The Blood/Circulatory System
Anatomy & Physiology I
March 18, 2013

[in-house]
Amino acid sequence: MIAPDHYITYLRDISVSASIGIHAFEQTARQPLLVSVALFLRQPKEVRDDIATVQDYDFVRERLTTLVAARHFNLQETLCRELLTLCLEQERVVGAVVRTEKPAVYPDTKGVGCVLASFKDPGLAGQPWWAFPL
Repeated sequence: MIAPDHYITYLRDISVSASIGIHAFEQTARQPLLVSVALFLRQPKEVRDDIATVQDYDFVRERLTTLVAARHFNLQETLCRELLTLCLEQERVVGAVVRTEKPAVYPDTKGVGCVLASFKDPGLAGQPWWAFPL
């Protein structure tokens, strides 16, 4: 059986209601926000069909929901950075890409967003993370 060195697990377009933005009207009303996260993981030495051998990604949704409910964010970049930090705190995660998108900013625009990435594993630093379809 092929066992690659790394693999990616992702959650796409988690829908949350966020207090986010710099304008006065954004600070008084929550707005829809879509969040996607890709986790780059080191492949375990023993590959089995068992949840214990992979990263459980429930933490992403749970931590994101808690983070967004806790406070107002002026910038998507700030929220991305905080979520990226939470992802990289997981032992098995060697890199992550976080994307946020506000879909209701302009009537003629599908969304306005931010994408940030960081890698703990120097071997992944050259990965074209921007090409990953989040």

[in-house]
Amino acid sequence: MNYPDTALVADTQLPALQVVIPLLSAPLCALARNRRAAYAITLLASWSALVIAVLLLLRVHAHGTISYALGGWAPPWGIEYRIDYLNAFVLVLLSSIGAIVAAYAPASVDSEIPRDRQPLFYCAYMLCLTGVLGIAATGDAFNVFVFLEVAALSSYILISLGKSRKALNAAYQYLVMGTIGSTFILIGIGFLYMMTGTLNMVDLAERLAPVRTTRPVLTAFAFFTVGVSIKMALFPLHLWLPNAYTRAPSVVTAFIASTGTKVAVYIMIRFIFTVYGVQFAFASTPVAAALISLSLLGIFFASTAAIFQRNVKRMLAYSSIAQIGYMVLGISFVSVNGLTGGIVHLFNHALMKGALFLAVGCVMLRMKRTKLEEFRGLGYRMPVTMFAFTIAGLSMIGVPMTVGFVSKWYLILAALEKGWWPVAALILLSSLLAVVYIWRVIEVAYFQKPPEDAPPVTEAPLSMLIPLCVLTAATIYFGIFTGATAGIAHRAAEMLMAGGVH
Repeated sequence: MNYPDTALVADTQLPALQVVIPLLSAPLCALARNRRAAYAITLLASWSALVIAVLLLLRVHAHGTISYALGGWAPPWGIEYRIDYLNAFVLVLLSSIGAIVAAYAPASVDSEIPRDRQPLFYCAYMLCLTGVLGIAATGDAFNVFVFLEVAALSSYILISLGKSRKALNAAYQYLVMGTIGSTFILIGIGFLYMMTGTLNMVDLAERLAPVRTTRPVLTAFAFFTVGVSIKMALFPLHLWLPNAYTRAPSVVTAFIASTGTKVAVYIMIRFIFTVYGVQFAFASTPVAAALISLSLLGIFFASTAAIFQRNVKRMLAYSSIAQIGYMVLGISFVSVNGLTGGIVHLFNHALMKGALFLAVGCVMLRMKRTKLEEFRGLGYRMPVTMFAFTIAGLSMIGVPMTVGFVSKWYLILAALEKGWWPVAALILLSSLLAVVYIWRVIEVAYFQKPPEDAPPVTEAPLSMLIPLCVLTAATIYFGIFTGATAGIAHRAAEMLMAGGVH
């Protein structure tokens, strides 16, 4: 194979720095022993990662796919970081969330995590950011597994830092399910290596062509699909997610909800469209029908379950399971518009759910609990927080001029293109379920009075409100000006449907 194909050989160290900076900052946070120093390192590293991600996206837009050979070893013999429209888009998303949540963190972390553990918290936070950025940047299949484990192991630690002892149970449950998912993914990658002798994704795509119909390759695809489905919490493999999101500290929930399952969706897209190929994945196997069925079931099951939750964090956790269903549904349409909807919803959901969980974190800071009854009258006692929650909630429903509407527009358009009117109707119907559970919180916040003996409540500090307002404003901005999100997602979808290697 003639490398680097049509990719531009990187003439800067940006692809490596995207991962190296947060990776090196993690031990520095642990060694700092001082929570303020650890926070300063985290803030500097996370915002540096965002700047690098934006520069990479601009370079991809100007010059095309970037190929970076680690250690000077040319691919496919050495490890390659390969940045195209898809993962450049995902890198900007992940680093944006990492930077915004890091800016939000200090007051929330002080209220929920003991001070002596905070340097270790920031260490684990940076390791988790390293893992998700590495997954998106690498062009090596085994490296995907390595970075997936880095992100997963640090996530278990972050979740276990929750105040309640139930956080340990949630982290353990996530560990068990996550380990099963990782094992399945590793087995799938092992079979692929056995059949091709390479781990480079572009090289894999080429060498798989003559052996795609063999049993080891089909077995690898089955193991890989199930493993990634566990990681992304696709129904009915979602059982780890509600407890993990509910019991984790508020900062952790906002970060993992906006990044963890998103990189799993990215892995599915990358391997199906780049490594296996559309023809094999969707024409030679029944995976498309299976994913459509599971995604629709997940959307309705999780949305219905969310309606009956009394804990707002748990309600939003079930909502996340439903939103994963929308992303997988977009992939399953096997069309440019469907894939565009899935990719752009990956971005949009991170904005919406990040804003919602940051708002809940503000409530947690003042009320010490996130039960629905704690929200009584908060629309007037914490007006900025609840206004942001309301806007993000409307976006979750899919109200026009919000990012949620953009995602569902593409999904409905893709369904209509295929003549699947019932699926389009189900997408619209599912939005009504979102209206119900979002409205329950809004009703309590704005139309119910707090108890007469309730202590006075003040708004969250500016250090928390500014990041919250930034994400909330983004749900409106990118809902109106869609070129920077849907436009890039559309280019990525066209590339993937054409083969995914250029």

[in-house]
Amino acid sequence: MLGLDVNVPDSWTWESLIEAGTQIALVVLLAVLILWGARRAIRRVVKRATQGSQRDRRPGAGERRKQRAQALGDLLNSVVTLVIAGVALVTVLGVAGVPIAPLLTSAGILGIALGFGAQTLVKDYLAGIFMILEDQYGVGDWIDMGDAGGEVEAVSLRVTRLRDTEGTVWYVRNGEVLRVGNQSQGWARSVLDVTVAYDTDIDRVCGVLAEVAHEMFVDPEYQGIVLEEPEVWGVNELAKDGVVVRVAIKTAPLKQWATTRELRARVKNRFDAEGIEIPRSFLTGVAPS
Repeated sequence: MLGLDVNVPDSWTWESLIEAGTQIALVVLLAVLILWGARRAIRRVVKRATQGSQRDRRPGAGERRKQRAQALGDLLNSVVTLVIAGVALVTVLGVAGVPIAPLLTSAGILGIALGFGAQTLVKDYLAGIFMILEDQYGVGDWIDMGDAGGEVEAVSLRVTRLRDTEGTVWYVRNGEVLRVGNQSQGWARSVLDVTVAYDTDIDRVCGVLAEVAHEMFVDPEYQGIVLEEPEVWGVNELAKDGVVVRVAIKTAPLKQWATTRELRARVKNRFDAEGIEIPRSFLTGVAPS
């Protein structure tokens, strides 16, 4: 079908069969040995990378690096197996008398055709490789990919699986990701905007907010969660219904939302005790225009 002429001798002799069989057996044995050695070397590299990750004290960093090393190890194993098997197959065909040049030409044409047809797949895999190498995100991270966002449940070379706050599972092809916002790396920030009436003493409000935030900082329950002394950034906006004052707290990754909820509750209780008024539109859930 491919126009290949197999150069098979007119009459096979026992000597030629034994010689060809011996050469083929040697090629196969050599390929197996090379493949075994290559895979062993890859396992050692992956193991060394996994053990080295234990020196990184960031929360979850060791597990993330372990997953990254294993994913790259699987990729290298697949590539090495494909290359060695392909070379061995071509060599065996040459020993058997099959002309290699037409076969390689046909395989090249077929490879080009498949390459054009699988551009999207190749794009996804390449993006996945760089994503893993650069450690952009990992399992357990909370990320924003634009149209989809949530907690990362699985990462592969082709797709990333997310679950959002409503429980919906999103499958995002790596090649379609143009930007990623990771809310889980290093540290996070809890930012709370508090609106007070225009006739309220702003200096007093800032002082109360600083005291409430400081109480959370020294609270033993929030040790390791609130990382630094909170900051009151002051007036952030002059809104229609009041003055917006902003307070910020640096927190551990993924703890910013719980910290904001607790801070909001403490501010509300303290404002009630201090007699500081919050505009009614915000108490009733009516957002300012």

The blood system is part of the circulatory system. I am going to be focusing on the blood and the diseases which affect the blood. The blood, heart and blood vessels form the cardiovascular system which links the body’s internal and external environments together, by transporting substances between the two. Blood is a type of connective tissue that carries nutrients, oxygen and wastes through the body. Blood cells are formed in the bone marrow. It is composed of red blood cells, white blood cells and platelets, each of which have a specific function. These three components are what we call the formed elements of blood. The remaining portion is plasma, which is a mixture of water, amino acids, proteins carbohydrates, lipids electrolytes and wastes. Plasma represents approximately 55% of blood. There are 10 liters of blood in the human body. Red blood cells account for 45% of blood composition. The normal red blood cell count is 4.2-6 million cells per microliter of blood. The functions of red blood cells are to carry oxygen from the lungs to the tissues throughout your body. Another job that they have is getting the waste, carbon dioxide from your tissues to your lungs, where you can get rid of it from your body by breathing it out. White blood cells or leukocytes account for 1% of blood by volume. A normal white blood cell count is 4,000- 10,000 cmm. The different types of white blood cells are; neutrophils, eosinophils, basophils, monocytes and leukocytes. The function of the white blood cell is to fight off infection of the body. Eosinophils control inflammation and allergic reactions, basophils work to inhibit clotting by releasing heparin. Platelets are formed in the bone marrow, their function is to clot blood, and this helps to control blood loss. The normal platelet count is 130,000- 360,000 cmm. Blood works in conjunction with the heart and lungs to provide the body with oxygen...
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